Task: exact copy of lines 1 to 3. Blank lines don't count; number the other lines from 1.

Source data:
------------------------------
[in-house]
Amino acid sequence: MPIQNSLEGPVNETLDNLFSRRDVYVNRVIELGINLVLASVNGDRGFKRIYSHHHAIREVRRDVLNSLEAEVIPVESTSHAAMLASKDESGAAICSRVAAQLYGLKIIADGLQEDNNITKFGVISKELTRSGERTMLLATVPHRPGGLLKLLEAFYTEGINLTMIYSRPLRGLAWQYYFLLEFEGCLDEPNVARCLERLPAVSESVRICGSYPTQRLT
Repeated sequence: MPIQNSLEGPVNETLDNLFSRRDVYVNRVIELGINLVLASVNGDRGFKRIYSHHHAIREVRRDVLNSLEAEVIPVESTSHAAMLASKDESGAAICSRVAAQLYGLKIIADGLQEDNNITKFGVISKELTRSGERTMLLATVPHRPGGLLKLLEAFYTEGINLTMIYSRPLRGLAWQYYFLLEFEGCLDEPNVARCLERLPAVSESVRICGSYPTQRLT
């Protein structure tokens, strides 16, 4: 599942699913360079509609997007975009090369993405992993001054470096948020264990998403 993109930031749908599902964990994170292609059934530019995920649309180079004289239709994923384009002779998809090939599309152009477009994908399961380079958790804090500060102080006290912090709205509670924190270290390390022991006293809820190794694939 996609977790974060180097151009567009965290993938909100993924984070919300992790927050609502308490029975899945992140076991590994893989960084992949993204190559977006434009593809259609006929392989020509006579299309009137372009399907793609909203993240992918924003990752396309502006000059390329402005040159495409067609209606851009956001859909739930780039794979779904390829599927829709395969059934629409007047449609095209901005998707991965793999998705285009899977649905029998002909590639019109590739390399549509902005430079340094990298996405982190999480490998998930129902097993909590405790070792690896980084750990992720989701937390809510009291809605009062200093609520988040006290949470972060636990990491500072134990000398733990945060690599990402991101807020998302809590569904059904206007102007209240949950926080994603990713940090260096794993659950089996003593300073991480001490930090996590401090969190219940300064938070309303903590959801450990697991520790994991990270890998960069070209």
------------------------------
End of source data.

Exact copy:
[in-house]
Amino acid sequence: MPIQNSLEGPVNETLDNLFSRRDVYVNRVIELGINLVLASVNGDRGFKRIYSHHHAIREVRRDVLNSLEAEVIPVESTSHAAMLASKDESGAAICSRVAAQLYGLKIIADGLQEDNNITKFGVISKELTRSGERTMLLATVPHRPGGLLKLLEAFYTEGINLTMIYSRPLRGLAWQYYFLLEFEGCLDEPNVARCLERLPAVSESVRICGSYPTQRLT
Repeated sequence: MPIQNSLEGPVNETLDNLFSRRDVYVNRVIELGINLVLASVNGDRGFKRIYSHHHAIREVRRDVLNSLEAEVIPVESTSHAAMLASKDESGAAICSRVAAQLYGLKIIADGLQEDNNITKFGVISKELTRSGERTMLLATVPHRPGGLLKLLEAFYTEGINLTMIYSRPLRGLAWQYYFLLEFEGCLDEPNVARCLERLPAVSESVRICGSYPTQRLT